by Mike Sygula,
I recently saw a comment under a controversial video discussing , an archaeological site. The presenter is a well-known author and former musician but doesn’t have an academic background in archeology. Here is the comment:
“ This guy isn’t an archaeologist. This is bullshit. Look him up on Google. He’s a fucking musician who just has a thing for African culture which is great and all that but it DOES NOT MAKE HIM A GEOLOGIST OR A SCIENTIST!”
We are often judged by our formal education diplomas.
However, it is worth asking ourselves these questions :
Does the fact that someone has no academic degree in a particular field mean that this person is not capable of being an expert on that topic?
Why do we give so much credit to formal education in this information era when anyone who has Internet access can learn almost anything for free?
To answer these questions, we should first review a few realities.
1. Higher education is not always worth it.
There are undoubtedly many benefits to be gained from going through a degree program, such as learning about theory and practice in one’s field and the higher likelihood of getting a job afterwards. But how much it is really worth remains a controversial issue. For example, in the US, the costs of tuition fees can reach up to almost $50,000 per year for a 4 year undergraduate program. This does not include accommodation, food or textbooks. International students can pay much more. Many students stack up astronomical debts which will take years to repay and many ultimately end up working in low-skilled jobs.
Moreover, the traditional model of education does not suit all types of learners. Conventional learning methods are not designed to stimulate experimentation, creativity and curiosity. Every learner is different and everyone has different learning styles yet mainstream education puts everybody into the same box. What often happens is that the system forces students to conform to preconceived standards which do not enhance their individual capabilities but actually suppress them.
2. We can learn more from the Internet these days.
We are living in the information age today; we have access to an enormous database of knowledge in nearly every field we can imagine, we can learn almost anything via video or text format. Increased access to lectures, journals, articles even documentary films and platforms like TED or Khan Academy allow us to watch lectures and study a broad range of topics for free. You can also find masses of documentaries and lectures on Youtube. Blogs, journals, free encyclopedias, forums and of course e-books are cheaper than paperbacks and you can also find so many texts online which are free nowadays.
3. There are many unqualified success stories.
The truth is that if you want to be good at something, it doesn’t matter if you get a formal education or not. If you are willing to work hard and you are smart enough, you can achieve anything. Many great minds didn’t even finish school, some didn’t go to college or university and very often didn’t study their specialist subject.
Lets us look at some examples:
Elon Musk, rocket scientist, self-taught programmer, self-taught inventor. Founder and chief technology officer of Space X, the first privately owned company sending rockets and spacecrafts into orbit. He lowered the cost of these technologies dramatically and plans to colonize Mars in the future. Among other achievements, he co-founded and became Chief Product Architect at Tesla Motors, the first company to commercialize electric cars. He was also involved in Paypal and Solar City, which creates solar panels. Although he studied Physics and Business at university this was vestigial to the education needed for engineering these technologies. When asked how he learned about all of these subjects, he said:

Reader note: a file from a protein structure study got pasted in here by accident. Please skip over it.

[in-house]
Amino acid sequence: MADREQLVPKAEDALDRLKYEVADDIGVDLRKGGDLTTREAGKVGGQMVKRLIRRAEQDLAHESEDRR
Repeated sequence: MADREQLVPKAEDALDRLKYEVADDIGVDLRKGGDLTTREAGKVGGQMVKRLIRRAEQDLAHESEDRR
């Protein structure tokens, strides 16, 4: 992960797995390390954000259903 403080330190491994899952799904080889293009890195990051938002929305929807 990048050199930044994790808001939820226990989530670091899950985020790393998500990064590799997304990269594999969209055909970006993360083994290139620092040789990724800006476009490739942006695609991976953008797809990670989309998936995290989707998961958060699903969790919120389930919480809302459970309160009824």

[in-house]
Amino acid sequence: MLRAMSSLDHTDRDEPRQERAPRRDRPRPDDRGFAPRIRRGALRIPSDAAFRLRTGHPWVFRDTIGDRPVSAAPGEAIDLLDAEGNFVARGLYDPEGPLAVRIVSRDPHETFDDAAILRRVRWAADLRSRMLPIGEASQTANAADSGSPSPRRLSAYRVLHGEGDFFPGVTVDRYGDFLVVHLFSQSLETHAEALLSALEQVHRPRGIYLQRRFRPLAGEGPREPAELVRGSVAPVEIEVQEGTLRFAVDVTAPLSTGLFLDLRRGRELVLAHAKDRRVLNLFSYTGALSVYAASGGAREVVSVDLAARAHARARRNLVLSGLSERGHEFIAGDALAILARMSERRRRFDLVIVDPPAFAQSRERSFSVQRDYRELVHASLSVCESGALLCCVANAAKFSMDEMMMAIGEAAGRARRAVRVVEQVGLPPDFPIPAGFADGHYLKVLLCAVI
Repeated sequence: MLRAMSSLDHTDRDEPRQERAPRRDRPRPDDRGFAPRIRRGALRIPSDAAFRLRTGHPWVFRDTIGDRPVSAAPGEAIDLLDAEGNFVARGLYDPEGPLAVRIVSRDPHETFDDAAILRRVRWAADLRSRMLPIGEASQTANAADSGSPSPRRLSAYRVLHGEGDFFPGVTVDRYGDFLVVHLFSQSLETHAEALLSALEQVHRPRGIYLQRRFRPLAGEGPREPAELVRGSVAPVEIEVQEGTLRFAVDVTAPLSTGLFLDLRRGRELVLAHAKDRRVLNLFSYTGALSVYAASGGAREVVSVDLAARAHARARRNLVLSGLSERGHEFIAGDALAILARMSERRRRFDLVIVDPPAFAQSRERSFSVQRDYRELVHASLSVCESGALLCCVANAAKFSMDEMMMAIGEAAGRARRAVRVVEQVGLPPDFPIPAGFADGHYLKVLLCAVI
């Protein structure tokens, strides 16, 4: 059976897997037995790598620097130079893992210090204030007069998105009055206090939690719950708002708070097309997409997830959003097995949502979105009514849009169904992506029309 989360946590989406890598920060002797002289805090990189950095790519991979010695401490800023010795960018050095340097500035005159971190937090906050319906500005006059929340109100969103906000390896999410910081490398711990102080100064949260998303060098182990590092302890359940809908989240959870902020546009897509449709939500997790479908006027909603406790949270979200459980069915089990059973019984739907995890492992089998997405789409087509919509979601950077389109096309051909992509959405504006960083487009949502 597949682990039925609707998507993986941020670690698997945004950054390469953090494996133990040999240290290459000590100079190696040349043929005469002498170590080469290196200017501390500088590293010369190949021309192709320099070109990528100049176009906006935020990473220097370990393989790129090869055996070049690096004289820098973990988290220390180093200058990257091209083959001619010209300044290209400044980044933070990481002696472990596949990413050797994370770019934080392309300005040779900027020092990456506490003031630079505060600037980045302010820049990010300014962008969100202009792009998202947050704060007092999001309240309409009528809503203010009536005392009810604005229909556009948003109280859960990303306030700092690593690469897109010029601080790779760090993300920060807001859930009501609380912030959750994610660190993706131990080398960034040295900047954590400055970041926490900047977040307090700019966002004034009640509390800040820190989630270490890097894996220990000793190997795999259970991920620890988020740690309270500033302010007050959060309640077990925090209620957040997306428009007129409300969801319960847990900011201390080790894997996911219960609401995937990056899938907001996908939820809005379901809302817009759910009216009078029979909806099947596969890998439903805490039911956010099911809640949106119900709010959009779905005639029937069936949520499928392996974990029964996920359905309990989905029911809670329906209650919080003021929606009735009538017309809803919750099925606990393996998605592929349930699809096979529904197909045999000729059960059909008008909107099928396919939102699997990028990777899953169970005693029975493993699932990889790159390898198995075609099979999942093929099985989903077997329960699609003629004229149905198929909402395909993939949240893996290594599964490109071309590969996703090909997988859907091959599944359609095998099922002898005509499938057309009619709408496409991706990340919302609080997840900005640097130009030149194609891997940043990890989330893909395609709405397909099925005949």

“I read a lot of books and talked to a lot of, a lot of smart people”
Sir Richard Branson left school at the age of 16 and struggled to study due to his dyslexia. Almost half a century later, he runs over 400 companies and is currently involved in commercial space travel and high-tech architecture among many other industries.
Lech Walesa, born in Poland, a former electrician with no higher education, fought communism in the 80s and gained huge popularity after creating the first independent trade union in the Soviet bloc. He then won the Nobel Peace Price and became president of Poland from 1990 to 1995.
Steve Jobs was the co-founder of Apple, one of the most successful companies in history. Despite only studying at college for a few months, he was able to reinvent personal computing and create the most popular hardware and software of our time.
Michael Faraday, who received virtually no formal education and had to work in the bookshop to help his family from the age of 13, managed to teach himself by reading books. He became one of the most influential scientists in history and revolutionized our understanding of electricity.
These are just a few examples of independent learners but there are many others who succeeded. Times are changing and anyone can learn almost anything these days without attending formal educational institutions. The path we choose is up to us. Thanks to the Internet, new careers and industries are emerging and they are often led by self-taught visionaries.
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